WASHINGTON - Defense Secretary Chuck Hagel telephoned his Egyptian counterpart on Saturday to voice US concerns about a new Egyptian law that curbs protests and has prompted the arrest of a group of Egyptian girls and political activists, a spokesman said.
Hagel, in a call to Defense Minister Abdel Fattah al-Sisi on Saturday morning, said the Egyptian government's approach to free speech would be seen as a demonstration of its "commitment to a non-violent, inclusive and sustainable democratic transition," Pentagon spokesman Carl Woog said in a statement.
The U.S. defense chief is considered an important channel of communications with Egypt because of the close military ties between the two countries.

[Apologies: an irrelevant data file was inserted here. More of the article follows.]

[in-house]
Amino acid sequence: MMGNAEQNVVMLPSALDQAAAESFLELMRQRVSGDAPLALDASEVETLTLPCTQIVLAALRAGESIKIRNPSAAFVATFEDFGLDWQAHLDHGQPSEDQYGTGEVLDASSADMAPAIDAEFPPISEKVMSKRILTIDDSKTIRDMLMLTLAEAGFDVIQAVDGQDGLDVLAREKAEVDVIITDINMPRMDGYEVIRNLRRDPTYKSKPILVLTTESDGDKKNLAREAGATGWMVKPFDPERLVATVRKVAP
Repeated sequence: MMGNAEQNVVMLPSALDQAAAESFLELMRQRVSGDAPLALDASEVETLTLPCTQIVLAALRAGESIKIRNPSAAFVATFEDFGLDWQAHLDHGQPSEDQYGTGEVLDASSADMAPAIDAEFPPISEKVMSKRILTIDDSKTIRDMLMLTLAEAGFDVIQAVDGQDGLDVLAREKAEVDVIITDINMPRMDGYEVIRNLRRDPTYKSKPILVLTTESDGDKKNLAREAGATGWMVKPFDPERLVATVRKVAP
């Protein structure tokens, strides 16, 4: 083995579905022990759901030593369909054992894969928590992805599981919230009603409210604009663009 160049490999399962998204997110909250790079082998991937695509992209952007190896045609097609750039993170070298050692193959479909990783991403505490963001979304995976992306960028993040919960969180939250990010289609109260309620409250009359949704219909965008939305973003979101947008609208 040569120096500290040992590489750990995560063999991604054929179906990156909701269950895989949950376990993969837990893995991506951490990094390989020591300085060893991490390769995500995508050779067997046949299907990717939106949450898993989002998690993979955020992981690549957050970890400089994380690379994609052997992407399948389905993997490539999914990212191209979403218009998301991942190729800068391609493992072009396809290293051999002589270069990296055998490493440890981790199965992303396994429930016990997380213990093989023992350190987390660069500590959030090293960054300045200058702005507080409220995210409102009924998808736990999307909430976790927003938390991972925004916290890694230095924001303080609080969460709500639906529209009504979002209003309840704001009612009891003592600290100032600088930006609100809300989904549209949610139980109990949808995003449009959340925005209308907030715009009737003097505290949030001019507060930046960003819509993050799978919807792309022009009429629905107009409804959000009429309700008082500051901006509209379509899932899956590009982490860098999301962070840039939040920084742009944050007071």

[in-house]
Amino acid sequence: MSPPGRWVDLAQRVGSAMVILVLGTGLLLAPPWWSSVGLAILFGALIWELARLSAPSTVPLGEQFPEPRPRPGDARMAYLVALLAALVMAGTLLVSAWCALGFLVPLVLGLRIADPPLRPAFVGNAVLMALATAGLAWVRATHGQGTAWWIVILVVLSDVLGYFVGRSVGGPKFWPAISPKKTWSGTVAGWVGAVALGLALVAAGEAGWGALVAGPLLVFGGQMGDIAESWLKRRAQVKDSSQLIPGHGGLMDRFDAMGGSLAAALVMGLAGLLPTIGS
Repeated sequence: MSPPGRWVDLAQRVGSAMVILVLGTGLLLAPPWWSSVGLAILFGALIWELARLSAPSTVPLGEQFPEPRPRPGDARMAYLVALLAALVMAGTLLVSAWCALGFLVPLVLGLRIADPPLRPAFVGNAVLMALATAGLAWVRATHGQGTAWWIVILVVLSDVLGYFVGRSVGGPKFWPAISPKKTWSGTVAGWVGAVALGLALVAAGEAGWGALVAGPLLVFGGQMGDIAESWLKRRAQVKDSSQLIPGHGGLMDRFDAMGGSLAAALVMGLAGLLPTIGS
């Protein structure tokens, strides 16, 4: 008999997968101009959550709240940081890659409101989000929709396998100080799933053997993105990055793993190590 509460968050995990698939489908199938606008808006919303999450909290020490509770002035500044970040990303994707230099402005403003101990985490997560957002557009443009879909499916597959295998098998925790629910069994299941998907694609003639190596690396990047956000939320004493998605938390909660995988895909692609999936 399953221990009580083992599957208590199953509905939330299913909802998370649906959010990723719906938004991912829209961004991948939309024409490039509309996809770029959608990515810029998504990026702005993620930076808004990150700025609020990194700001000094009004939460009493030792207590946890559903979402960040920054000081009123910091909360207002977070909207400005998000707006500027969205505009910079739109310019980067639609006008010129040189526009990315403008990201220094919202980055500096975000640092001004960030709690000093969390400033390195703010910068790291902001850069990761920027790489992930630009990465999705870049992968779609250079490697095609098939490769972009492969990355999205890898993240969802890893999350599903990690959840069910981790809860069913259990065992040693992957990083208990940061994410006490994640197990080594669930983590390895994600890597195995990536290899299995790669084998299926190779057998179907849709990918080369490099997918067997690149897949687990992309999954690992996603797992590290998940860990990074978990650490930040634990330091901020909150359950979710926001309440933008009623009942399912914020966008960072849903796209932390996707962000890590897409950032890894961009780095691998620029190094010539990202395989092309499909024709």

The United States provides Egypt with about $1.55 billion in aid annually, most of it military assistance. But US officials said in October that the United States would withhold some of that assistance, including weaponry and cash, pending progress on democracy and human rights issues.
The Egyptian protest law, which bans demonstrations without prior police approval, was passed a week ago by the military-backed interim government and has provoked an outcry among rights groups.